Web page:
Four in 10 fleets say they expect the proportion of diesel cars they operate to change as a result of the Volkswagen emissions scandal.
The traditional fuel of choice for the fleet industry has been criticised as concerns mount over its impact on air quality, with petrol, hybrid and pure electric vehicles now being considered as viable alternatives.
The survey, from Sewells Research and Insight, revealed that 41% of fleets have introduced, increased or are considering increasing the proportion of hybrid cars over diesel as a result of the controversy.
Two out of 10 (20%) said the same for fully electric cars and 39% for petrol.
Simon Staplehurst, commercial research director at Sewells, said: “The results of this latest poll clearly indicate that the emissions coverage has impacted future consideration towards the potential use of alternative fuel cars across UK fleets.”
However, he added: “Car manufacturers still need to be cautious in their approach for promoting these types of vehicles, as six in 10 fleet decision-makers also say they are now less likely to trust the claims related to cars from any manufacturers in the future.”
That mirrors research from the RAC, which suggested trust in all vehicle manufacturers’ environmental claims have been significantly damaged by the scandal, with 57% of drivers saying they have lost confidence in all manufacturers since the news broke (fleetnews.co.uk, November 25, 2015).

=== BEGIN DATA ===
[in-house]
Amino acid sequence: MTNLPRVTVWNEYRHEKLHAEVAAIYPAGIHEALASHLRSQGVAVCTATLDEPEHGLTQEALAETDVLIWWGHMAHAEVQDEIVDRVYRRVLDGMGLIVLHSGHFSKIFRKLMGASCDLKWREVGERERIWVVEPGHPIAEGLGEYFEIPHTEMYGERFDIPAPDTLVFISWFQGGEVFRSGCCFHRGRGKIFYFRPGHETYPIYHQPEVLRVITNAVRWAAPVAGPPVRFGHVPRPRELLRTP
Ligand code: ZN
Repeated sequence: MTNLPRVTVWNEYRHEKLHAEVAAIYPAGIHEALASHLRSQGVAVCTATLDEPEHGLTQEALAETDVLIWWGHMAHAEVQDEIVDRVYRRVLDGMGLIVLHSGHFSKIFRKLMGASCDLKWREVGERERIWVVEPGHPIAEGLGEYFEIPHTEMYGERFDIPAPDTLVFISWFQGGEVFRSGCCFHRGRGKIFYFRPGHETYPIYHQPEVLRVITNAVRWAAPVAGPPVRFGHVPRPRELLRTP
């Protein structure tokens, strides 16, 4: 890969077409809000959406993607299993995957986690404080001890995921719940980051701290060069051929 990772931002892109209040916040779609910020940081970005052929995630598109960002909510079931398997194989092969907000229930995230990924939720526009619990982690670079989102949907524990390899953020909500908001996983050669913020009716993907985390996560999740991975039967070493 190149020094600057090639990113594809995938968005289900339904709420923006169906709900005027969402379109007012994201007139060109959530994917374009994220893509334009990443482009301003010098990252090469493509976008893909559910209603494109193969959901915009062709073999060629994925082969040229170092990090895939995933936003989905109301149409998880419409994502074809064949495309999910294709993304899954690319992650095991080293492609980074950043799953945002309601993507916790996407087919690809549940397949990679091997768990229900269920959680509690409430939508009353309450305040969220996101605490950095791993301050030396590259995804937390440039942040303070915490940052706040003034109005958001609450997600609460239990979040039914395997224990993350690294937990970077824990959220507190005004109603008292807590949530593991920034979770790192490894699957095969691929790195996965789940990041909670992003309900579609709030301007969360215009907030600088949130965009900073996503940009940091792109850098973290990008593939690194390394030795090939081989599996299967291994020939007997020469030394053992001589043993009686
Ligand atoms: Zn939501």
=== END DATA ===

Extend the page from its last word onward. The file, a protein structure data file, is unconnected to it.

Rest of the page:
Sewells has been measuring the impact of emissions on key fleet decision-makers across the industry over the past six months, with this latest poll of more than 100 fleets conducted in March.
Half of those polled claimed none of their drivers had raised the issue of emissions since the scandal first broke in September, 2015.
Of those companies where emissions had been raised as an issue, nine out of 10 claimed less than 25% of drivers raised the issue with company fleet decision-makers.
The demand for alternatively fuelled vehicles increased significantly last month, up 21.5% , according to figures from the Society of Motor Manufacturers and Traders (SMMT).
However, fleet specific figures from the trade association also show diesel remains a popular choice. Last month, 141,439 diesel cars were registered in fleet compared to 133,225 units in March 2015.
Meanwhile, in the first three months of the year, 226,518 diesel cars have been registered to fleets compared to 209,287 units for the first quarter of 2015 – around an 8% increase.
Volkswagen AG boss Matthias Müller confirmed in January that there will be 20 electric or plug-in hybrid vehicles in its range by 2020.
The 20 models, spread across brands such as Audi and Škoda, were confirmed at the start of the year as part of a fundamental realignment of the group’s strategy.
The first Škoda with an electric powertrain is expected to be a plug-in hybrid Superb, expected in 2019, while Audi launched its first hybrid the A3 e-tron (pictured) last year and the order book for its plug-in hybrid Q7 will open in May.
The company also confirmed that its first fully electric vehicle will be launched in 2018.
Seat, however, said that it has no immediate plans to bring hybrid models to market, but it is ready to launch when the time is right.
Richard Harrison, managing director of Seat UK, told Fleet News that it was well-placed to exploit its current crop of diesel and petrol engines, which were bringing down emissions levels.
He added: “When the technology is matured to be fit for purpose, we will be there.
“We won’t do it to test or bring it at a premium, but our platform can take it when it’s ready.
“We are actively watching the market; we need a balance between demand, price and what the product can deliver – then we will come to market.”